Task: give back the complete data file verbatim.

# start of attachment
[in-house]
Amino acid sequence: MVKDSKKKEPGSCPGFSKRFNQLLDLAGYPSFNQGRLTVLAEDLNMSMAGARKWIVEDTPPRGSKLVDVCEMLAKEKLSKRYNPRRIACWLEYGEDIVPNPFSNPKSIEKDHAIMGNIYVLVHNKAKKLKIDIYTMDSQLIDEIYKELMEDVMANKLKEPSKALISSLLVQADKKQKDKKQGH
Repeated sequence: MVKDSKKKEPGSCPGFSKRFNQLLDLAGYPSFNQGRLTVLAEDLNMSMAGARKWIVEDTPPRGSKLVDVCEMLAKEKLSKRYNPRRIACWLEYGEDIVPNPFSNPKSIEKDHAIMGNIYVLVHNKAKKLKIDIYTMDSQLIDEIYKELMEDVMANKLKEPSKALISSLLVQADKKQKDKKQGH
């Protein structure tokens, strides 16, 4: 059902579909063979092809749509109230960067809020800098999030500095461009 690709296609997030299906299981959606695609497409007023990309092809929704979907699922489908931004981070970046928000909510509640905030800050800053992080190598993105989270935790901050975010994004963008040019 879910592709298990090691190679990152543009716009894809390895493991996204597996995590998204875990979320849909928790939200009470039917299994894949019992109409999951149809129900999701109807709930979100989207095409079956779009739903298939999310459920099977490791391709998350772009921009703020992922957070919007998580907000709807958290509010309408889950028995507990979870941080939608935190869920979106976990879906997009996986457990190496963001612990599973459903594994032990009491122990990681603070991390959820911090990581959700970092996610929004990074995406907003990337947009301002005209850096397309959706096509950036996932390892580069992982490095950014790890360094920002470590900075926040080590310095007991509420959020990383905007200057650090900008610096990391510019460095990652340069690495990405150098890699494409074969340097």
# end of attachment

[in-house]
Amino acid sequence: MVKDSKKKEPGSCPGFSKRFNQLLDLAGYPSFNQGRLTVLAEDLNMSMAGARKWIVEDTPPRGSKLVDVCEMLAKEKLSKRYNPRRIACWLEYGEDIVPNPFSNPKSIEKDHAIMGNIYVLVHNKAKKLKIDIYTMDSQLIDEIYKELMEDVMANKLKEPSKALISSLLVQADKKQKDKKQGH
Repeated sequence: MVKDSKKKEPGSCPGFSKRFNQLLDLAGYPSFNQGRLTVLAEDLNMSMAGARKWIVEDTPPRGSKLVDVCEMLAKEKLSKRYNPRRIACWLEYGEDIVPNPFSNPKSIEKDHAIMGNIYVLVHNKAKKLKIDIYTMDSQLIDEIYKELMEDVMANKLKEPSKALISSLLVQADKKQKDKKQGH
């Protein structure tokens, strides 16, 4: 059902579909063979092809749509109230960067809020800098999030500095461009 690709296609997030299906299981959606695609497409007023990309092809929704979907699922489908931004981070970046928000909510509640905030800050800053992080190598993105989270935790901050975010994004963008040019 879910592709298990090691190679990152543009716009894809390895493991996204597996995590998204875990979320849909928790939200009470039917299994894949019992109409999951149809129900999701109807709930979100989207095409079956779009739903298939999310459920099977490791391709998350772009921009703020992922957070919007998580907000709807958290509010309408889950028995507990979870941080939608935190869920979106976990879906997009996986457990190496963001612990599973459903594994032990009491122990990681603070991390959820911090990581959700970092996610929004990074995406907003990337947009301002005209850096397309959706096509950036996932390892580069992982490095950014790890360094920002470590900075926040080590310095007991509420959020990383905007200057650090900008610096990391510019460095990652340069690495990405150098890699494409074969340097």